Extranuclear protection of chromosomal DNA from oxidative stress

Sandy Vanderauwera, Nobuhiro Suzuki, Gad Miller, Brigitte Van De Cotte, Stijn Morsa, Jean Luc Ravanat, Alicia Hegie, Christian Triantaphylidès, Vladimir Shulaev, Marc C.E. Van Montagu, Frank Van Breusegem, Ron Mittler

Research output: Contribution to journalArticlepeer-review

179 Scopus citations


Eukaryotic organisms evolved under aerobic conditions subjecting nuclear DNA to damage provoked by reactive oxygen species (ROS). Although ROS are thought to be a major cause of DNA damage, little is known about the molecular mechanisms protecting nuclear DNA from oxidative stress. Here we show that protection of nuclear DNA in plants requires a coordinated function of ROS-scavenging pathways residing in the cytosol and peroxisomes, demonstrating that nuclear ROS scavengers such as peroxiredoxin and glutathione are insufficient to safeguard DNA integrity. Both catalase (CAT2) and cytosolic ascorbate peroxidase (APX1) play a key role in protecting the plant genome against photorespiratory-dependent H2O2-induced DNA damage. In apx1/cat2 double-mutant plants, a DNA damage response is activated, suppressing growth via a WEE1 kinase-dependent cell-cycle checkpoint. This response is correlated with enhanced tolerance to oxidative stress, DNA stress-causing agents, and inhibited programmed cell death.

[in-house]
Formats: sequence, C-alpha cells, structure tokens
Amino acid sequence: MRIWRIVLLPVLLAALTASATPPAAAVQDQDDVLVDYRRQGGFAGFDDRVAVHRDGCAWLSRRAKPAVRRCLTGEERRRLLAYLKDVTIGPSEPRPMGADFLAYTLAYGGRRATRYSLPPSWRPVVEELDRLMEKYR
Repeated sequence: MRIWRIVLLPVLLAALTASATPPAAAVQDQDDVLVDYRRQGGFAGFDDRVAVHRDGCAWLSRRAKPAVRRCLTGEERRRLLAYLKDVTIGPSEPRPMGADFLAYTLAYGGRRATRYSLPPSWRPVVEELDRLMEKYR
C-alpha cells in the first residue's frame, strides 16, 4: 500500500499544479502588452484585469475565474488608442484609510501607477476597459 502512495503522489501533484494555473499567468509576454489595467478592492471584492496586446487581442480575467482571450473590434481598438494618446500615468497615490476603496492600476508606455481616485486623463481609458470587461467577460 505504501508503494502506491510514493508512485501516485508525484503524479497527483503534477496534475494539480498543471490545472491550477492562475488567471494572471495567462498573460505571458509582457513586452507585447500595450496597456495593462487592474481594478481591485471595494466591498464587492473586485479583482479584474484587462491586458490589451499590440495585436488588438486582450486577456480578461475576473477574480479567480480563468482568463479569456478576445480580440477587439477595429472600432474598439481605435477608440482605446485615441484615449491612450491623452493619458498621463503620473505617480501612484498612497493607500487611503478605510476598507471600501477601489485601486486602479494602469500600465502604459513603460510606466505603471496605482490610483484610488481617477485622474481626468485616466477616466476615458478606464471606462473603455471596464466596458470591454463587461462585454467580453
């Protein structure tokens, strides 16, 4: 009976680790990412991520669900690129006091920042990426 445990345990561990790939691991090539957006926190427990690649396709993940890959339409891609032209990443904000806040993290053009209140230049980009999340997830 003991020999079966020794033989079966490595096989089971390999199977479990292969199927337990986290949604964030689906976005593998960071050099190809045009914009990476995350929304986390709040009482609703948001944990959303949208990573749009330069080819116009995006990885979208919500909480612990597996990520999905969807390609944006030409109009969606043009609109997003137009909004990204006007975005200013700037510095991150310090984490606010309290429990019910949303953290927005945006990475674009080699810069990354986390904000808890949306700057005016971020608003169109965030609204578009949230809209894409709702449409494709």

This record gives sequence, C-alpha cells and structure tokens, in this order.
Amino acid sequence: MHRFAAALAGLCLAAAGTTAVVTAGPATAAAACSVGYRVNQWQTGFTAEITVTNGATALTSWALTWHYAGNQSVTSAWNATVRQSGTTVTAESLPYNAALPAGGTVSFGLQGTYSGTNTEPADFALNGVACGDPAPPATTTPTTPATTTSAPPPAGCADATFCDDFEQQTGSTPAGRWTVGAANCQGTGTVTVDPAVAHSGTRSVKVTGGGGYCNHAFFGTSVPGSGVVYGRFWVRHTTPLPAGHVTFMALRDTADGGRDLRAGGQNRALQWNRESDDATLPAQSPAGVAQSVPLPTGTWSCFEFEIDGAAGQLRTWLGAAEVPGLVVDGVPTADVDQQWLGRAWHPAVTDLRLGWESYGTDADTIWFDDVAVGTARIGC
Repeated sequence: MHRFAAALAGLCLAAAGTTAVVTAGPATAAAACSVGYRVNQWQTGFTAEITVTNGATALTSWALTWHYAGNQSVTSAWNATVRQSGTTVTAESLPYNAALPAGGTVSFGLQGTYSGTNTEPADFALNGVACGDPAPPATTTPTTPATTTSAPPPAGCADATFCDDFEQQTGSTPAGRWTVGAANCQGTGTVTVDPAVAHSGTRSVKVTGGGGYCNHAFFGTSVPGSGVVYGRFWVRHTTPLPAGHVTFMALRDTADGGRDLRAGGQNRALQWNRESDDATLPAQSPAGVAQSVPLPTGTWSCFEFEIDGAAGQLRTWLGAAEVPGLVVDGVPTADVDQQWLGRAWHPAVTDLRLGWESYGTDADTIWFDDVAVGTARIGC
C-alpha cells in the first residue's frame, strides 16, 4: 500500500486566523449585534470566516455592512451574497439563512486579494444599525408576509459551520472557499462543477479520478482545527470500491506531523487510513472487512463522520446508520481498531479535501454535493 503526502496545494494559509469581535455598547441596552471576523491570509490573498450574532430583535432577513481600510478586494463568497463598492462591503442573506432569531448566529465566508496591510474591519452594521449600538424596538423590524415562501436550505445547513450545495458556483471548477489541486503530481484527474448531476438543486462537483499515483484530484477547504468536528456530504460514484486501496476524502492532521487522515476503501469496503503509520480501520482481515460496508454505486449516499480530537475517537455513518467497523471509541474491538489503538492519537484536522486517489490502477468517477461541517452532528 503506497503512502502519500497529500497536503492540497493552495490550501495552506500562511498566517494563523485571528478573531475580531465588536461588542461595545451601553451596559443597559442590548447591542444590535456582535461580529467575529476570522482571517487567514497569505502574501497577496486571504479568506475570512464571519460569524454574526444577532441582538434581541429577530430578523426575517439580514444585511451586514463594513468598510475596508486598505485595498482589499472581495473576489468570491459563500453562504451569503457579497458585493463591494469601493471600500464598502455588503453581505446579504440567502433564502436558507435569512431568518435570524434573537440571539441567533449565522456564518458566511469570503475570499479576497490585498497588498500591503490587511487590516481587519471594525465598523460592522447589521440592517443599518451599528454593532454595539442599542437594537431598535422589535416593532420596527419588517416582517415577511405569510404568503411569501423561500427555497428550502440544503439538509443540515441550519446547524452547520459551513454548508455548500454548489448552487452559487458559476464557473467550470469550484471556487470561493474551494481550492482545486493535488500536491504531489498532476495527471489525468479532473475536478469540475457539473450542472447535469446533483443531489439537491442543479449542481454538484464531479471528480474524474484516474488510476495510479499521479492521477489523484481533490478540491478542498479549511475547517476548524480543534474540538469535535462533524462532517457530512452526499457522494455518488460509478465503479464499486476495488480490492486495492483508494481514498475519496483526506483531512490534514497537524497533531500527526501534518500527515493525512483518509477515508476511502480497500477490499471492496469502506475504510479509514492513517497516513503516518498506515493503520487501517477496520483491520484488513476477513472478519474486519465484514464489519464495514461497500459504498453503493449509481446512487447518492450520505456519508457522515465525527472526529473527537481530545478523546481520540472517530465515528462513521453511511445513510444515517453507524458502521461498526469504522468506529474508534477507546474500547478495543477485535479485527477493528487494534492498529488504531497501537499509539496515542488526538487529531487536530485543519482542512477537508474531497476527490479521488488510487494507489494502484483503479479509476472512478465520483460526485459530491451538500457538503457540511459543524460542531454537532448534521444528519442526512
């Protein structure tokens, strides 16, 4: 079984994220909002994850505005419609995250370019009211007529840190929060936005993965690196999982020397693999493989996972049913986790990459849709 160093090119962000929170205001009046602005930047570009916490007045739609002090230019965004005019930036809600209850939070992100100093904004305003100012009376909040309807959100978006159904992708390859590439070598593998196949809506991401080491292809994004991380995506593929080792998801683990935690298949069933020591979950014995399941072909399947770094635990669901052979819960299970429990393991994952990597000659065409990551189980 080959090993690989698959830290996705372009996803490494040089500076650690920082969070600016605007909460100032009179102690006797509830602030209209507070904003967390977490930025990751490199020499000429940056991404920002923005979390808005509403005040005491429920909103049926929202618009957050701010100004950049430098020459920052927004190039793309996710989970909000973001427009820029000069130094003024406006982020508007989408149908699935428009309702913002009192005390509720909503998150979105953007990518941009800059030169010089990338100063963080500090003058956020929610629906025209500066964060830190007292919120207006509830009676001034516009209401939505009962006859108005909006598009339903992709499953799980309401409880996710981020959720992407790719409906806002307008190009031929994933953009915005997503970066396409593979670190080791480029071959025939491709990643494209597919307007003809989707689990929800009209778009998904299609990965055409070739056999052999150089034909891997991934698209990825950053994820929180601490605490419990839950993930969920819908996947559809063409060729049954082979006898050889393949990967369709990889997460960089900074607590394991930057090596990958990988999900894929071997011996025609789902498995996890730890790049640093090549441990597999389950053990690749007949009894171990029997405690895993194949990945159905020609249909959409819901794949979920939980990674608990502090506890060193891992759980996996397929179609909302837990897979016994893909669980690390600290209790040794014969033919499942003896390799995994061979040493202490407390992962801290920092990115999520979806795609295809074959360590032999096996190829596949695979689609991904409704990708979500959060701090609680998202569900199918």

Original languageEnglish
Pages (from-to)1711-1716
Number of pages6
JournalProceedings of the National Academy of Sciences of the United States of America
Issue number4
StatePublished - 25 Jan 2011
Externally publishedYes


  • Arabidopsis
  • Hydrogen peroxide
  • Stress tolerance


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